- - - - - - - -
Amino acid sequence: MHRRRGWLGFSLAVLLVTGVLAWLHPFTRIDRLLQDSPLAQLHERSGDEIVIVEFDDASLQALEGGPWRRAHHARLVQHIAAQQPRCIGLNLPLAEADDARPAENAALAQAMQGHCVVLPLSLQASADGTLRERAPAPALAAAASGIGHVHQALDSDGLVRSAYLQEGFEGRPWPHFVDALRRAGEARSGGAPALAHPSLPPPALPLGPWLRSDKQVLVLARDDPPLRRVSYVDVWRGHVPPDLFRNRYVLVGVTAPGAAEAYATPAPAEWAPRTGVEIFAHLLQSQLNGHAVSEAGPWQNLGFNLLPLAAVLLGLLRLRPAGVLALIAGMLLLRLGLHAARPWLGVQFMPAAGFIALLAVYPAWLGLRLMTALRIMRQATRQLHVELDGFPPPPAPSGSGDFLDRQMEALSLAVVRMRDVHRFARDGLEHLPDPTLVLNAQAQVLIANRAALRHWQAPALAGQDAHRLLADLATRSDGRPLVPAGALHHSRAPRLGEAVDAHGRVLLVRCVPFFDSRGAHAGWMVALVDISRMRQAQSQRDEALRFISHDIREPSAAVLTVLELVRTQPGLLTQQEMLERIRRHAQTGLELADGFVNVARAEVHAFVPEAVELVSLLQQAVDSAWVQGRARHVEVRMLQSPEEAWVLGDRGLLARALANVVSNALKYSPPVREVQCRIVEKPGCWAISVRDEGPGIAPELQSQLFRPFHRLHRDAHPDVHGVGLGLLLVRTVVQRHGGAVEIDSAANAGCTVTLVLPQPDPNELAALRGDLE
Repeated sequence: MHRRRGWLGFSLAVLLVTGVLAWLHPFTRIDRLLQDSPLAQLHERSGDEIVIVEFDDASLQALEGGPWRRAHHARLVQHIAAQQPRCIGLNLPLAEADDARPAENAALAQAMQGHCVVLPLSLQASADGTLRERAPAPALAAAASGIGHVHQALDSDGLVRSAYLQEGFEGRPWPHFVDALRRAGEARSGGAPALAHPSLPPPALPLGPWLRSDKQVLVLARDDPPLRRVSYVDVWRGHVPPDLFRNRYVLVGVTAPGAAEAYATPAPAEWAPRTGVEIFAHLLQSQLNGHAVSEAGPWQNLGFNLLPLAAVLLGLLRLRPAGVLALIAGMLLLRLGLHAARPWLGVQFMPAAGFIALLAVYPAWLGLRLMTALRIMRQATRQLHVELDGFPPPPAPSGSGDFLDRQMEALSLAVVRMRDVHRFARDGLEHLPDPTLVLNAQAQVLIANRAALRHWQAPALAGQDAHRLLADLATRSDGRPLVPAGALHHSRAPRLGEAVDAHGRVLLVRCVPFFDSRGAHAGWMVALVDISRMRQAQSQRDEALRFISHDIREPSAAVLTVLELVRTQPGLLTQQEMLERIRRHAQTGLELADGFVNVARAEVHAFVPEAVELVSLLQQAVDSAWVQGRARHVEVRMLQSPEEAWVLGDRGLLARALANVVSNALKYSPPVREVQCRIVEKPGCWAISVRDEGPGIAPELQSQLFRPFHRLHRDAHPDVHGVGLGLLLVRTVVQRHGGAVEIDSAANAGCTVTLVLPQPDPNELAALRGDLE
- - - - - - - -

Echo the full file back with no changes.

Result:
Amino acid sequence: MHRRRGWLGFSLAVLLVTGVLAWLHPFTRIDRLLQDSPLAQLHERSGDEIVIVEFDDASLQALEGGPWRRAHHARLVQHIAAQQPRCIGLNLPLAEADDARPAENAALAQAMQGHCVVLPLSLQASADGTLRERAPAPALAAAASGIGHVHQALDSDGLVRSAYLQEGFEGRPWPHFVDALRRAGEARSGGAPALAHPSLPPPALPLGPWLRSDKQVLVLARDDPPLRRVSYVDVWRGHVPPDLFRNRYVLVGVTAPGAAEAYATPAPAEWAPRTGVEIFAHLLQSQLNGHAVSEAGPWQNLGFNLLPLAAVLLGLLRLRPAGVLALIAGMLLLRLGLHAARPWLGVQFMPAAGFIALLAVYPAWLGLRLMTALRIMRQATRQLHVELDGFPPPPAPSGSGDFLDRQMEALSLAVVRMRDVHRFARDGLEHLPDPTLVLNAQAQVLIANRAALRHWQAPALAGQDAHRLLADLATRSDGRPLVPAGALHHSRAPRLGEAVDAHGRVLLVRCVPFFDSRGAHAGWMVALVDISRMRQAQSQRDEALRFISHDIREPSAAVLTVLELVRTQPGLLTQQEMLERIRRHAQTGLELADGFVNVARAEVHAFVPEAVELVSLLQQAVDSAWVQGRARHVEVRMLQSPEEAWVLGDRGLLARALANVVSNALKYSPPVREVQCRIVEKPGCWAISVRDEGPGIAPELQSQLFRPFHRLHRDAHPDVHGVGLGLLLVRTVVQRHGGAVEIDSAANAGCTVTLVLPQPDPNELAALRGDLE
Repeated sequence: MHRRRGWLGFSLAVLLVTGVLAWLHPFTRIDRLLQDSPLAQLHERSGDEIVIVEFDDASLQALEGGPWRRAHHARLVQHIAAQQPRCIGLNLPLAEADDARPAENAALAQAMQGHCVVLPLSLQASADGTLRERAPAPALAAAASGIGHVHQALDSDGLVRSAYLQEGFEGRPWPHFVDALRRAGEARSGGAPALAHPSLPPPALPLGPWLRSDKQVLVLARDDPPLRRVSYVDVWRGHVPPDLFRNRYVLVGVTAPGAAEAYATPAPAEWAPRTGVEIFAHLLQSQLNGHAVSEAGPWQNLGFNLLPLAAVLLGLLRLRPAGVLALIAGMLLLRLGLHAARPWLGVQFMPAAGFIALLAVYPAWLGLRLMTALRIMRQATRQLHVELDGFPPPPAPSGSGDFLDRQMEALSLAVVRMRDVHRFARDGLEHLPDPTLVLNAQAQVLIANRAALRHWQAPALAGQDAHRLLADLATRSDGRPLVPAGALHHSRAPRLGEAVDAHGRVLLVRCVPFFDSRGAHAGWMVALVDISRMRQAQSQRDEALRFISHDIREPSAAVLTVLELVRTQPGLLTQQEMLERIRRHAQTGLELADGFVNVARAEVHAFVPEAVELVSLLQQAVDSAWVQGRARHVEVRMLQSPEEAWVLGDRGLLARALANVVSNALKYSPPVREVQCRIVEKPGCWAISVRDEGPGIAPELQSQLFRPFHRLHRDAHPDVHGVGLGLLLVRTVVQRHGGAVEIDSAANAGCTVTLVLPQPDPNELAALRGDLE